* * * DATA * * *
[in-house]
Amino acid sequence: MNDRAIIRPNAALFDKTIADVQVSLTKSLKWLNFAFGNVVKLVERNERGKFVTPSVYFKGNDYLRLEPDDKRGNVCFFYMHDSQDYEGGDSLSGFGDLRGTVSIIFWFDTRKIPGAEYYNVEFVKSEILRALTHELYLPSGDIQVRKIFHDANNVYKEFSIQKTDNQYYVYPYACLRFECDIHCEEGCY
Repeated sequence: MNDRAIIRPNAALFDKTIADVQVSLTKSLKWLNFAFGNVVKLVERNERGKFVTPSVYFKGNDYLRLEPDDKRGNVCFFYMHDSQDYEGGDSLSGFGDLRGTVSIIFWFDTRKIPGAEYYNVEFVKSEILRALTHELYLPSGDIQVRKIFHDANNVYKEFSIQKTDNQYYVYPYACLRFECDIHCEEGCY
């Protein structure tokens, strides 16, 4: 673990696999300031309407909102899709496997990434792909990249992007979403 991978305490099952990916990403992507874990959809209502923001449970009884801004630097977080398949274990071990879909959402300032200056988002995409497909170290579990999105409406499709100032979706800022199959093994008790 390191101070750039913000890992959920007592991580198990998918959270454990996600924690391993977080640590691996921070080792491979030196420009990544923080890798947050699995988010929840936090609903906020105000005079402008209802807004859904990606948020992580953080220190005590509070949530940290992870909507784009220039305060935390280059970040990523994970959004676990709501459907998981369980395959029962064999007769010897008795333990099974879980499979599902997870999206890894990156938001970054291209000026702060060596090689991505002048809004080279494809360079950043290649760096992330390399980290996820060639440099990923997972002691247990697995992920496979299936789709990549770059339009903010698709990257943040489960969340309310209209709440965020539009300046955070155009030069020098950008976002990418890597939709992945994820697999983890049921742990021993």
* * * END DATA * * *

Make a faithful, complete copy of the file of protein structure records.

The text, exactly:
[in-house]
Amino acid sequence: MNDRAIIRPNAALFDKTIADVQVSLTKSLKWLNFAFGNVVKLVERNERGKFVTPSVYFKGNDYLRLEPDDKRGNVCFFYMHDSQDYEGGDSLSGFGDLRGTVSIIFWFDTRKIPGAEYYNVEFVKSEILRALTHELYLPSGDIQVRKIFHDANNVYKEFSIQKTDNQYYVYPYACLRFECDIHCEEGCY
Repeated sequence: MNDRAIIRPNAALFDKTIADVQVSLTKSLKWLNFAFGNVVKLVERNERGKFVTPSVYFKGNDYLRLEPDDKRGNVCFFYMHDSQDYEGGDSLSGFGDLRGTVSIIFWFDTRKIPGAEYYNVEFVKSEILRALTHELYLPSGDIQVRKIFHDANNVYKEFSIQKTDNQYYVYPYACLRFECDIHCEEGCY
């Protein structure tokens, strides 16, 4: 673990696999300031309407909102899709496997990434792909990249992007979403 991978305490099952990916990403992507874990959809209502923001449970009884801004630097977080398949274990071990879909959402300032200056988002995409497909170290579990999105409406499709100032979706800022199959093994008790 390191101070750039913000890992959920007592991580198990998918959270454990996600924690391993977080640590691996921070080792491979030196420009990544923080890798947050699995988010929840936090609903906020105000005079402008209802807004859904990606948020992580953080220190005590509070949530940290992870909507784009220039305060935390280059970040990523994970959004676990709501459907998981369980395959029962064999007769010897008795333990099974879980499979599902997870999206890894990156938001970054291209000026702060060596090689991505002048809004080279494809360079950043290649760096992330390399980290996820060639440099990923997972002691247990697995992920496979299936789709990549770059339009903010698709990257943040489960969340309310209209709440965020539009300046955070155009030069020098950008976002990418890597939709992945994820697999983890049921742990021993």